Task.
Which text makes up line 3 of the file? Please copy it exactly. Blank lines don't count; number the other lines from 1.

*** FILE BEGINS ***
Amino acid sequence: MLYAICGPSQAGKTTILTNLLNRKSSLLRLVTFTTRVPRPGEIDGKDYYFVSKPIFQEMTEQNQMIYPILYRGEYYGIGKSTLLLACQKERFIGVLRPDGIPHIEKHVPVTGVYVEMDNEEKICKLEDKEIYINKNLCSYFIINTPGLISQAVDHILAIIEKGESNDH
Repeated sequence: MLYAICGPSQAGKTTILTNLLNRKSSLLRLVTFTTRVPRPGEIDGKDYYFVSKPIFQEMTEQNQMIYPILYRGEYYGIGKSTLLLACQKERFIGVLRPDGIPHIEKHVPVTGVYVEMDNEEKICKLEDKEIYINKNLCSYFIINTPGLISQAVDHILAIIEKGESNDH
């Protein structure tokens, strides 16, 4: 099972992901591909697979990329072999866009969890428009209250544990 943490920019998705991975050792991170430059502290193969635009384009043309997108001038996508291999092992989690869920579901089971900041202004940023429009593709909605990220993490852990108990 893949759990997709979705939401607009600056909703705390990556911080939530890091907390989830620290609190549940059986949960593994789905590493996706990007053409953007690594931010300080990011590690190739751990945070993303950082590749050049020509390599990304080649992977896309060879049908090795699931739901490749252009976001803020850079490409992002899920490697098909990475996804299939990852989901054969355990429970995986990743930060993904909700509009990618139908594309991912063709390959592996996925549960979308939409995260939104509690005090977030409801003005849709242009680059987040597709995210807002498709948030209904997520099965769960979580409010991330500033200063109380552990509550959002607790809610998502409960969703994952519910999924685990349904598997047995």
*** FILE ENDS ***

């Protein structure tokens, strides 16, 4: 099972992901591909697979990329072999866009969890428009209250544990 943490920019998705991975050792991170430059502290193969635009384009043309997108001038996508291999092992989690869920579901089971900041202004940023429009593709909605990220993490852990108990 893949759990997709979705939401607009600056909703705390990556911080939530890091907390989830620290609190549940059986949960593994789905590493996706990007053409953007690594931010300080990011590690190739751990945070993303950082590749050049020509390599990304080649992977896309060879049908090795699931739901490749252009976001803020850079490409992002899920490697098909990475996804299939990852989901054969355990429970995986990743930060993904909700509009990618139908594309991912063709390959592996996925549960979308939409995260939104509690005090977030409801003005849709242009680059987040597709995210807002498709948030209904997520099965769960979580409010991330500033200063109380552990509550959002607790809610998502409960969703994952519910999924685990349904598997047995």